For pneumonia patients, an abnormal ETCO2 level identifies patients who are at high risk for decompensation. In addition to managing respiratory problems associated with pneumonia, administer IV fluid boluses (20 to 30 ml/kg) to patients with suspected sepsis, even if they are not hypotensive. Abnormal ETCO2 with pneumonia also identifies pneumonia patients who should receive an urgent triage assignment in the emergency department.

A limitation to using capnography to detect sepsis is that patients with pneumonia may have an abnormal baseline ETCO2, especially if they have COPD (COPD patients were excluded from the Orlando study) [5]. Consider the patient’s history and whether the capnogram has a shark-fin appearance when when using capnography to assess pneumonia patients who may have sepsis.

For pneumonia patients in respiratory failure, capnography should be used with caution to guide assisted ventilation rate. While waveform capnography has been used to avoid hyperventilation in intubated head injured patients, the ETCO2 of septic patients with pneumonia may be low before assisted ventilation [5,6]. Titrating assisted ventilation rate to the normal range of 35 to 45 mm Hg in pneumonia patients with sepsis may cause hypoventilation. Use feedback from capnography to ventilate pneumonia patients at 10 to 12 breaths per minute, but not to titrate a normal ETCO2 level. 

EMS recognition and treatment of pneumonia and sepsis can have a significant effect on patient outcomes. Use history, physical exam and monitoring tools to identify pneumonia and sepsis, to guide treatment decisions and assess response to treatment.

References:

1. Kamangar N, Harrington A, Byrd R. Bacterial pneumonia. Medscape. 2015, October 8. Retrieved from: http://emedicine.medscape.com/article/300157-overview

2. American Lung Association. Trends in pneumonia and influenza morbidity and mortality.  Epidemiology and Statistics Unit Research and Healthcare Education Division (2015, November). Retrieved from: http://www.lung.org/assets/documents/research/pi-trend-report.pdf

3. Swaminathan A, Varkey B, Stearns D, Varkey A. Aspiration pneumonitis and pneumonia. Mediscape. 2016, July 1. Retrieved from: http://emedicine.medscape.com/article/296198-overview#a3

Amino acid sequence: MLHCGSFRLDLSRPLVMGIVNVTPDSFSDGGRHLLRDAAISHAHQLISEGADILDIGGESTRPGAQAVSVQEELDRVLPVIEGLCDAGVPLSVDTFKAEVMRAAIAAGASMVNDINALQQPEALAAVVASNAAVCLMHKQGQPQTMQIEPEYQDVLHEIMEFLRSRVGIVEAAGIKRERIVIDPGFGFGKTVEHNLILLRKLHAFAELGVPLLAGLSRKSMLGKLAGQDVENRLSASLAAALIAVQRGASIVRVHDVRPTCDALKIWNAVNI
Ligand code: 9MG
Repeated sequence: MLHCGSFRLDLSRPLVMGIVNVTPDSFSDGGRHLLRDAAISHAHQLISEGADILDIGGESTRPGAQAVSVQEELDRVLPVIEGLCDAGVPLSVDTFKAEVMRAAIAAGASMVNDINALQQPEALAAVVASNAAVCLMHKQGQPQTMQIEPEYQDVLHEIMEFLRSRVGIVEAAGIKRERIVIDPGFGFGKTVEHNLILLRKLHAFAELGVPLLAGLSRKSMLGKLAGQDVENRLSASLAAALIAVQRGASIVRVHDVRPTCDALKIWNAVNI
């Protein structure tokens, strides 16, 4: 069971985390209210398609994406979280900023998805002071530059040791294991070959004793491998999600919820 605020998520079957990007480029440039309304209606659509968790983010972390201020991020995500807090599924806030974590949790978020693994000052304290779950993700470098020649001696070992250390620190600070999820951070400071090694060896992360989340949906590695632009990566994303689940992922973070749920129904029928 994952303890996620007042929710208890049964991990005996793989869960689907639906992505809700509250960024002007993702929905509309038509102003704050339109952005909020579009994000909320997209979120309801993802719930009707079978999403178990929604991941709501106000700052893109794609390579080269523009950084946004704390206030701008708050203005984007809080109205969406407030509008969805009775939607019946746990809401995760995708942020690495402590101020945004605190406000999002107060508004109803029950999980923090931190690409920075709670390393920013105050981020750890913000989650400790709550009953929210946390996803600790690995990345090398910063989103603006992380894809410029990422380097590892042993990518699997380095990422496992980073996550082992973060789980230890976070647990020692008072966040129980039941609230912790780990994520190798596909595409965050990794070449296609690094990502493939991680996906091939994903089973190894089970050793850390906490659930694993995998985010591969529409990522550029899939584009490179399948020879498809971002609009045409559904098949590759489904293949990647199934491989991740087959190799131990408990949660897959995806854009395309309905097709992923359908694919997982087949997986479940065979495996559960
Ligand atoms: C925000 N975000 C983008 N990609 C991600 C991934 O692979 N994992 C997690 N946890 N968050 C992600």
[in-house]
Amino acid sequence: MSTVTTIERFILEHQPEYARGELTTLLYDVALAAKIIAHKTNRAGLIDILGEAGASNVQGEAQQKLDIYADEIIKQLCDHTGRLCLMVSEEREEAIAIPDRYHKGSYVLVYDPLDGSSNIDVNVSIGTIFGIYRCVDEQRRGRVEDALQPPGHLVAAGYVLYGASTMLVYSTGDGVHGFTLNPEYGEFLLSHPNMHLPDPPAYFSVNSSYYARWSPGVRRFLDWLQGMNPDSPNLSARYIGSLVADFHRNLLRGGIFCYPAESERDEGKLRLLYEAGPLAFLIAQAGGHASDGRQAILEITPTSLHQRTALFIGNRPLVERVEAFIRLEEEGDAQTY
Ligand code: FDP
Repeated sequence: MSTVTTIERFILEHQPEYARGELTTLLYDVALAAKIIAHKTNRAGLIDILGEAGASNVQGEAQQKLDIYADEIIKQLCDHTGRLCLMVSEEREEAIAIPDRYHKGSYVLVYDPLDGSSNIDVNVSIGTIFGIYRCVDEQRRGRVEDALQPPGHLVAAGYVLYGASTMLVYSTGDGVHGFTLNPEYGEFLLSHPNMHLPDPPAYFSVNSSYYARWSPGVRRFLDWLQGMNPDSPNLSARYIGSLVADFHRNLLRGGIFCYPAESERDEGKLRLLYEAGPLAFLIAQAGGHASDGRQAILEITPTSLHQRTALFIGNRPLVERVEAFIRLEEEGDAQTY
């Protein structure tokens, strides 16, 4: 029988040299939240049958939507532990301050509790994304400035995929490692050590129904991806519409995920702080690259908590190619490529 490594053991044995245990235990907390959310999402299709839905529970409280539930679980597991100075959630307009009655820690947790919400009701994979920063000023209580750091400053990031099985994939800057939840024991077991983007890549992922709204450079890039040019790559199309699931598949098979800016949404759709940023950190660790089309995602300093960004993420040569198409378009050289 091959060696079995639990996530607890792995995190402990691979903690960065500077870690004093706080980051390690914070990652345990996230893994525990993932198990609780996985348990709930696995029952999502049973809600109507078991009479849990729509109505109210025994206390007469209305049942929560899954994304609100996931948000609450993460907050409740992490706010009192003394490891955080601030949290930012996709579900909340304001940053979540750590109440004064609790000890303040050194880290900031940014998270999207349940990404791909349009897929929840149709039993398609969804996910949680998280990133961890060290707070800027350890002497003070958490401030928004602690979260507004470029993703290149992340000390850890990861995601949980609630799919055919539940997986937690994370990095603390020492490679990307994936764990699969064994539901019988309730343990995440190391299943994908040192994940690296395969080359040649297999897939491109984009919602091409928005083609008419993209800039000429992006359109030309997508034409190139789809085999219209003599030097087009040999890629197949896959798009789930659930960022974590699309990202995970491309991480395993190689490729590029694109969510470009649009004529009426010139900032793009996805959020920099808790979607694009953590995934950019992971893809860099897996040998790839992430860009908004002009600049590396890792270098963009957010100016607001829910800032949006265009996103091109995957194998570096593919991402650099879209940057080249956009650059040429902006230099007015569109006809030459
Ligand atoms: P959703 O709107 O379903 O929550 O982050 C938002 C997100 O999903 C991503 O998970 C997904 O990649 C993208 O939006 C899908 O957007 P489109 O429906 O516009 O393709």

4. Cosentini R, Brambilla AM, Aliberti S, et al. Helmet continuous positive airway pressure vs. oxygen therapy to improve oxygenation in community-acquired pneumonia: A randomized, controlled trial. Chest. 2010; 138:114–120.

5. Hunter C, Silvestri S, Dean M, Falk J,Papa L. End-tidal carbon dioxide is associated with mortality and lactate in patients with suspected sepsis. American Journal of Emergency Medicine, 2013, 31(1), 64-71.

Davis DP, Dunford JV, Ochs M, et al. The use of quantitative end-tidal capnometry to avoid inadvertent severe hyperventilation in patients with head injury after paramedic rapid sequence intubation. Journal of Trauma 2004; 56(4):808-814.

About the author

Bob Sullivan, MS, NRP, is a paramedic instructor at Delaware Technical Community College and works as a field provider in the Wilmington, Del. area. He has been in EMS since 1999, and has worked as a paramedic in private, fire-based, volunteer and municipal EMS services. Contact Bob at his blog, EMS Theory to Practice.

Request product info from top EMS Capnography companies

Thank You!

= required Error occured while sending data

By submitting your information, you agree to be contacted by the selected vendor(s).

Join the discussion

Brand focus

Sponsored content
Infographic: What do EMS providers want in a training simulator?

Infographic: What do EMS providers want in a training simulator?

Download this free infographic to learn the results of a recent EMS1 survey about challenges and goals for training

logo for print